The real Frankenstein experiment: One man’s mission to create a living mind inside a machine

By | January 6, 2010

Professor Markram believes that if his 'Blue Brain' project is successful, it will render vivisection obsoleteProfessor Markram believes that if his ‘Blue Brain’ project is successful, it will render vivisection obsolete

His words staggered the erudite audience gathered at a technology conference in Oxford last summer.

Professor Henry Markram, a doctor-turned-computer engineer, announced that his team would create the world’s first artificial conscious and intelligent mind by 2018.

And that is exactly what he is doing.

On the shore of Lake Geneva, this brilliant, eccentric scientist is building an artificial mind. A Swiss – it could only be Swiss – precision- engineered mind, made of silicon, gold and copper.

The end result will be a creature, if we can call it that, which its maker believes within a decade may be able to think, feel and even fall in love. …

What Markram’s project amounts to is an audacious attempt to build a computerised copy of a brain – starting with a rat’s brain, then progressing to a human brain – inside one of the world’s most powerful computers.

This, it is hoped, will bring into being a sentient mind that will be able to think, reason, express will, lay down memories and perhaps even experience love, anger, sadness, pain and joy.

‘We will do it by 2018,’ says the professor confidently. ‘We need a lot of money, but I am getting it. There are few scientists in the world with the resources I have at my disposal.’

There is, inevitably, scepticism. But even Markram’s critics mostly accept that he is on to something and, most importantly, that he has the money.

Tens of millions of euros are flooding into his laboratory at the Brain Mind Institute at the Ecole Polytechnique in Lausanne – paymasters include the Swiss government, the EU and private backers, including the computer giant IBM. Artificial minds are, it seems, big business.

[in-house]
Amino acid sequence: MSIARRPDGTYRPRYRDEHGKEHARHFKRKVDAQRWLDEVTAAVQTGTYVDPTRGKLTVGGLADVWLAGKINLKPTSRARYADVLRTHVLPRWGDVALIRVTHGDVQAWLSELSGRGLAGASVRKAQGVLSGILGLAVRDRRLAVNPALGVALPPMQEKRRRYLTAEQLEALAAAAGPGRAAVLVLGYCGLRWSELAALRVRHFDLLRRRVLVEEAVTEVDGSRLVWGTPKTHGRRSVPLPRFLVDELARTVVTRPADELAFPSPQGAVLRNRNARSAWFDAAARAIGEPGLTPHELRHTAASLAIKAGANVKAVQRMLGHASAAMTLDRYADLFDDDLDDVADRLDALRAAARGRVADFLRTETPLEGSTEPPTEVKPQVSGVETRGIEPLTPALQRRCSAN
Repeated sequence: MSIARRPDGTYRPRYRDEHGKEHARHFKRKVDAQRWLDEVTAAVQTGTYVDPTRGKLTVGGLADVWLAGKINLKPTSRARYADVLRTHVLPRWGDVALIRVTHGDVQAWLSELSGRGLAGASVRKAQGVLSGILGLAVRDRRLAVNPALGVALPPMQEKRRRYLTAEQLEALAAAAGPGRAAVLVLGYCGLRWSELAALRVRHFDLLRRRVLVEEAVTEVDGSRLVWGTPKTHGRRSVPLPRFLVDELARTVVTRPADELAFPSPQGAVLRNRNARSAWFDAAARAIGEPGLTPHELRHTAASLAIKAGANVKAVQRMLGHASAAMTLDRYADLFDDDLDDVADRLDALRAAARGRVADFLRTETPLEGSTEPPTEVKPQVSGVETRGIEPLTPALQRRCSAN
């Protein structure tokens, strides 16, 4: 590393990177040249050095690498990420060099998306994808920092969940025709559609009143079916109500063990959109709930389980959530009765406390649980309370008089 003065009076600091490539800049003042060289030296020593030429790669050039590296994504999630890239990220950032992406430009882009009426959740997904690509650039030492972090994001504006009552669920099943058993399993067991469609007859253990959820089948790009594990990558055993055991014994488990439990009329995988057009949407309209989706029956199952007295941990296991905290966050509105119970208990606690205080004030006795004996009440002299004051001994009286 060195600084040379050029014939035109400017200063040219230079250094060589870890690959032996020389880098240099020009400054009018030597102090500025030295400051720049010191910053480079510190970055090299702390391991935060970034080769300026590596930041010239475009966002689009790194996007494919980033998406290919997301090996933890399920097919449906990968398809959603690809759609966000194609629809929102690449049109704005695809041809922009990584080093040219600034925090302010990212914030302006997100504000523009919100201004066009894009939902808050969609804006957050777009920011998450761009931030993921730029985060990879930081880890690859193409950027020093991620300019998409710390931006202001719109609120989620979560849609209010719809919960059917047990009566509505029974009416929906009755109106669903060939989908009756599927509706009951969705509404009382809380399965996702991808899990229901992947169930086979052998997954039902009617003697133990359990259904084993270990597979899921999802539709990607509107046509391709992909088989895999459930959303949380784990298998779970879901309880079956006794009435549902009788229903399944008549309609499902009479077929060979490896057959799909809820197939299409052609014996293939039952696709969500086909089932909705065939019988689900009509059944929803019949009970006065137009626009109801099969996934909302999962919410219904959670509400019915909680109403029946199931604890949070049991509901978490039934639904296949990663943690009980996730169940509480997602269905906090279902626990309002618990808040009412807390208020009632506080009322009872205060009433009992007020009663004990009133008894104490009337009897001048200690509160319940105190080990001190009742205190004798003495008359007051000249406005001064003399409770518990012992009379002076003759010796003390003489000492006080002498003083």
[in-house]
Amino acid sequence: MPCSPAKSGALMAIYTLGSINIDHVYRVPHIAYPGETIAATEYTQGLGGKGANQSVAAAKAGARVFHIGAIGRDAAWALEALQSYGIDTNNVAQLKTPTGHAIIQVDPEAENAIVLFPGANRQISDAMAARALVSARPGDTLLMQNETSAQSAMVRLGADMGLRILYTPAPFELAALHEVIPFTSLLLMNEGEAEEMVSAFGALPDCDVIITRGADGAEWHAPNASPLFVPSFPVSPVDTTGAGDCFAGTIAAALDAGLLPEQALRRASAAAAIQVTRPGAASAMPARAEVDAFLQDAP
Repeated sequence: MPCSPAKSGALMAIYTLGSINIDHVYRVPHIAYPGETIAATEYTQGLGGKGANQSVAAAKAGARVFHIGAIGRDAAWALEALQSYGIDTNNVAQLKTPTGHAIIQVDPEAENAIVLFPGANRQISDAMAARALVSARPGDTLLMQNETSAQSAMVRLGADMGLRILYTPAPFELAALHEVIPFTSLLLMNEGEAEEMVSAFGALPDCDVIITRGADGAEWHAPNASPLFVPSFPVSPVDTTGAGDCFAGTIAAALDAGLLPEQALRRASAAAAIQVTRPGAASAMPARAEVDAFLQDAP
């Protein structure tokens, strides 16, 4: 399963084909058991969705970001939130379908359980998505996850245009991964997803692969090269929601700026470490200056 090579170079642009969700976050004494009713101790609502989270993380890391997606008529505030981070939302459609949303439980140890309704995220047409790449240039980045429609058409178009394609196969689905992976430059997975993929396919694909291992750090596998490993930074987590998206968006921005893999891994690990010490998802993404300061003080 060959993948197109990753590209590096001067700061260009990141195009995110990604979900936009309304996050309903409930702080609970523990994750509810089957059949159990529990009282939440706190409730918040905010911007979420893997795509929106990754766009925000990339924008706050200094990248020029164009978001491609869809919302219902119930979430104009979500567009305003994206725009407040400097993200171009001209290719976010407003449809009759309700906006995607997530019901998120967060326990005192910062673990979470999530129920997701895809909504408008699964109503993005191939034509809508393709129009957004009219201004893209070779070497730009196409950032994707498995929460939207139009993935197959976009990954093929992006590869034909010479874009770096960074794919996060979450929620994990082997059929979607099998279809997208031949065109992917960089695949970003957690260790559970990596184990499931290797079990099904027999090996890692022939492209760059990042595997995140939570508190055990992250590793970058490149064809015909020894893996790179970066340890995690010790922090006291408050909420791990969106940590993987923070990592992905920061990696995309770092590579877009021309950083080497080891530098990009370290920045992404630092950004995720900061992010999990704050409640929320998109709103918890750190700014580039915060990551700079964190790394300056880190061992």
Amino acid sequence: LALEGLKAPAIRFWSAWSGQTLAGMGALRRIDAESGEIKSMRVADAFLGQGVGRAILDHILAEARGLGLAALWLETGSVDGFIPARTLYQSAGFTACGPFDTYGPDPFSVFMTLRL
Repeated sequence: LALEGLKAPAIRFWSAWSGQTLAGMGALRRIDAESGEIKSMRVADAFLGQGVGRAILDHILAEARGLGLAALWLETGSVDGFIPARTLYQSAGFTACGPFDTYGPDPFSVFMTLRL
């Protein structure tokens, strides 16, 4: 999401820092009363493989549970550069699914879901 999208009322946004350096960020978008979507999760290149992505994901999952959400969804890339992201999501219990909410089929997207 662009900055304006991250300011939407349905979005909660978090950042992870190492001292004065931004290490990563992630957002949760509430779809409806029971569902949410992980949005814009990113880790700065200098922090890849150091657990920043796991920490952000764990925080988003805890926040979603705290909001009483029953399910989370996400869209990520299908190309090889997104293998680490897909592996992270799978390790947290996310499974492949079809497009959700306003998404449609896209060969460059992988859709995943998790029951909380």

The human brain is the most complex object in the universe. But Markram insists that the latest supercomputers will soon have its measure.

via The real Frankenstein experiment: One man’s mission to create a living mind inside a machine | Mail Online.

4 thoughts on “The real Frankenstein experiment: One man’s mission to create a living mind inside a machine

  1. arjay001

    I wonder just how intelligent an AI would be. I can imagine a mind operating with all availible knowledge and tools at insane speeds. Would it be able to understand things in just a few years that would take top minds generations to figure out. Imagine if Einstein lived for another 100 years growing more intelligent every day. What could he have accomplished? AI may launch mankind into a new era of energy production, health and space travil/colonization.

    RJ

  2. Cole

    If we ever succeed in creating an artificial intelligence, it would be amazing. Really I think it could lead to a change in the definition of “life”. Really an artificial mind would work in a similar fashion to ours: Communication, coordination, and calculation through a series of electrical signals. It’s like life now except silicon-based, not carbon. Carbon and silicon have the same number of valence electrons, if that has anything to do with it.

    Artificial life may even be able to reproduce in a way. Mobile intelligences could eat metal and trash and extract metals for raw material. They could have a device with programed instructions on building replicas of themselves from the scraps with advanced tools. (Reminds me of the Tralfamadorians in The Sirens of Titan.)

    I want to know how much longer it is until we have AIs. I think we might need to rethink how computers store data. The human brain has unlimited capacity, but computers have a set number of bytes that they can use for storage. So how can it be done.

    I’m sure one day we will have AIs, and I’m sure we’ll start considering them as people at some point.

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  4. arjay001

    How would an AI be motivated? Programming? Seems all computers are programed by people to do a task. No matter how complex the programming is, a computer lacks motivation to go further. We are motivated by needs and wants. Pain avoidance, hunger, sexual drive..etc. How would a computer be rewarded for an original idea. How would it recognize an accidental discovery. I think the appearance of artificial intelligence is posible. True AI may be impossible. Computers that learn and remember simple task don’t really care about what they’re doing. It’s only programming.

    How about: Artificial Artificial Intelligence or AAI

    Just can’t shake it, AI won’t work!

    RJ

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